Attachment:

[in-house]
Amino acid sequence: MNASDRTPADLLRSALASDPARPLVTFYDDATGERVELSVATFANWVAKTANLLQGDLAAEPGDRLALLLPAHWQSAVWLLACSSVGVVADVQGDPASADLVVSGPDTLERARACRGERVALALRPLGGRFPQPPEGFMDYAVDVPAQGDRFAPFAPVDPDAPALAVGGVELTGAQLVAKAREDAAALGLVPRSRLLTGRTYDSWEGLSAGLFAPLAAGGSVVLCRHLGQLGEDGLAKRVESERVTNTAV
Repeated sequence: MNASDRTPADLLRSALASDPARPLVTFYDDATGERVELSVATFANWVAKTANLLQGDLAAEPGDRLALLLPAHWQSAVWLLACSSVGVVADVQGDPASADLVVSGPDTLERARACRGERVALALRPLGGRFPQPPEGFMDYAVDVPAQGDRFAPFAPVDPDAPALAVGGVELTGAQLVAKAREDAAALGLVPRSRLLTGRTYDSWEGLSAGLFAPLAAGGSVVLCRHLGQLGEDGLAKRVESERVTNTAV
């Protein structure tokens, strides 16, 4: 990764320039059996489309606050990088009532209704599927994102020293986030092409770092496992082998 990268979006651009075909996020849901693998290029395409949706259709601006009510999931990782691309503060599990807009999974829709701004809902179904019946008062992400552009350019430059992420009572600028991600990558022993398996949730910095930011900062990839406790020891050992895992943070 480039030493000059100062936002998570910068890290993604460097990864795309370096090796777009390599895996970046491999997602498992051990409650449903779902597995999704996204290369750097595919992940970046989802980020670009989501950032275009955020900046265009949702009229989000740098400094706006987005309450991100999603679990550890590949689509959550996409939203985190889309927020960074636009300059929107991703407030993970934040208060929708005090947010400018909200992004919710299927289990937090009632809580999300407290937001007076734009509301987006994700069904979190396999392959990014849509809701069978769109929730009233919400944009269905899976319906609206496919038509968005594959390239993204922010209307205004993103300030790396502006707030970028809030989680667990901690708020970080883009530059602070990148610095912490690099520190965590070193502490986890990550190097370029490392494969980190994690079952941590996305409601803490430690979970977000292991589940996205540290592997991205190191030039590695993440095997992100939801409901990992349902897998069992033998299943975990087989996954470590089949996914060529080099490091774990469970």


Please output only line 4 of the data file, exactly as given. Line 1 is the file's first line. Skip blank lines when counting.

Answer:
């Protein structure tokens, strides 16, 4: 990764320039059996489309606050990088009532209704599927994102020293986030092409770092496992082998 990268979006651009075909996020849901693998290029395409949706259709601006009510999931990782691309503060599990807009999974829709701004809902179904019946008062992400552009350019430059992420009572600028991600990558022993398996949730910095930011900062990839406790020891050992895992943070 480039030493000059100062936002998570910068890290993604460097990864795309370096090796777009390599895996970046491999997602498992051990409650449903779902597995999704996204290369750097595919992940970046989802980020670009989501950032275009955020900046265009949702009229989000740098400094706006987005309450991100999603679990550890590949689509959550996409939203985190889309927020960074636009300059929107991703407030993970934040208060929708005090947010400018909200992004919710299927289990937090009632809580999300407290937001007076734009509301987006994700069904979190396999392959990014849509809701069978769109929730009233919400944009269905899976319906609206496919038509968005594959390239993204922010209307205004993103300030790396502006707030970028809030989680667990901690708020970080883009530059602070990148610095912490690099520190965590070193502490986890990550190097370029490392494969980190994690079952941590996305409601803490430690979970977000292991589940996205540290592997991205190191030039590695993440095997992100939801409901990992349902897998069992033998299943975990087989996954470590089949996914060529080099490091774990469970």